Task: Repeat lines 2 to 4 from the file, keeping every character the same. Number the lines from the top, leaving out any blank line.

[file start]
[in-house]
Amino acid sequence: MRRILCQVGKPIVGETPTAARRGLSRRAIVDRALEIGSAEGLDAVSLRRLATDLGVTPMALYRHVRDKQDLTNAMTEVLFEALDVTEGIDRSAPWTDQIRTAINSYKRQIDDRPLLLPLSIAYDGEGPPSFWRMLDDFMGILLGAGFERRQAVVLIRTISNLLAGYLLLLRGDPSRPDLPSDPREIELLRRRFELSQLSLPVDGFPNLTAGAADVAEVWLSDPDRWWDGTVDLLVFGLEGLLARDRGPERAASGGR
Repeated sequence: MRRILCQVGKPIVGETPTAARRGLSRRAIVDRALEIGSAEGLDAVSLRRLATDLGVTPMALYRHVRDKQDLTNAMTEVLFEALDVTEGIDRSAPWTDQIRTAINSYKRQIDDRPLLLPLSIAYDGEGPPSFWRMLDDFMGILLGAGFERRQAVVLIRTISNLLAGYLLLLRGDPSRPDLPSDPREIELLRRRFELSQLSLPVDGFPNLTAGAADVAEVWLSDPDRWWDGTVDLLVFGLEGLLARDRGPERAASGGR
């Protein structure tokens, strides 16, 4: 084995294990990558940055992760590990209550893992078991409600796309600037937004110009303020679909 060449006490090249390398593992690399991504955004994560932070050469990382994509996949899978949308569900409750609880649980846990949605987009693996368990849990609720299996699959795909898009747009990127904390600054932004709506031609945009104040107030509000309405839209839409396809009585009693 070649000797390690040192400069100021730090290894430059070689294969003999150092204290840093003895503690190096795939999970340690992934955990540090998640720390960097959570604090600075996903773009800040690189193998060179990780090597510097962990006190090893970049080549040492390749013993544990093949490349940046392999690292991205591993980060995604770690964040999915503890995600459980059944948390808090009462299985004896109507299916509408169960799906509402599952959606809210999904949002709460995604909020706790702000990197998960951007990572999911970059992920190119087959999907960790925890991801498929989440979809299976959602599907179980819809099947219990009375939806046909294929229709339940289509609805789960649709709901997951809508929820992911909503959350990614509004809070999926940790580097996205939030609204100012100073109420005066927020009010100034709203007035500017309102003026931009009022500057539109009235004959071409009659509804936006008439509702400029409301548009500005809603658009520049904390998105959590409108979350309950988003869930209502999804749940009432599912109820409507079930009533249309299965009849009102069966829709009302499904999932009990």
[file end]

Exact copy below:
Amino acid sequence: MRRILCQVGKPIVGETPTAARRGLSRRAIVDRALEIGSAEGLDAVSLRRLATDLGVTPMALYRHVRDKQDLTNAMTEVLFEALDVTEGIDRSAPWTDQIRTAINSYKRQIDDRPLLLPLSIAYDGEGPPSFWRMLDDFMGILLGAGFERRQAVVLIRTISNLLAGYLLLLRGDPSRPDLPSDPREIELLRRRFELSQLSLPVDGFPNLTAGAADVAEVWLSDPDRWWDGTVDLLVFGLEGLLARDRGPERAASGGR
Repeated sequence: MRRILCQVGKPIVGETPTAARRGLSRRAIVDRALEIGSAEGLDAVSLRRLATDLGVTPMALYRHVRDKQDLTNAMTEVLFEALDVTEGIDRSAPWTDQIRTAINSYKRQIDDRPLLLPLSIAYDGEGPPSFWRMLDDFMGILLGAGFERRQAVVLIRTISNLLAGYLLLLRGDPSRPDLPSDPREIELLRRRFELSQLSLPVDGFPNLTAGAADVAEVWLSDPDRWWDGTVDLLVFGLEGLLARDRGPERAASGGR
């Protein structure tokens, strides 16, 4: 084995294990990558940055992760590990209550893992078991409600796309600037937004110009303020679909 060449006490090249390398593992690399991504955004994560932070050469990382994509996949899978949308569900409750609880649980846990949605987009693996368990849990609720299996699959795909898009747009990127904390600054932004709506031609945009104040107030509000309405839209839409396809009585009693 070649000797390690040192400069100021730090290894430059070689294969003999150092204290840093003895503690190096795939999970340690992934955990540090998640720390960097959570604090600075996903773009800040690189193998060179990780090597510097962990006190090893970049080549040492390749013993544990093949490349940046392999690292991205591993980060995604770690964040999915503890995600459980059944948390808090009462299985004896109507299916509408169960799906509402599952959606809210999904949002709460995604909020706790702000990197998960951007990572999911970059992920190119087959999907960790925890991801498929989440979809299976959602599907179980819809099947219990009375939806046909294929229709339940289509609805789960649709709901997951809508929820992911909503959350990614509004809070999926940790580097996205939030609204100012100073109420005066927020009010100034709203007035500017309102003026931009009022500057539109009235004959071409009659509804936006008439509702400029409301548009500005809603658009520049904390998105959590409108979350309950988003869930209502999804749940009432599912109820409507079930009533249309299965009849009102069966829709009302499904999932009990």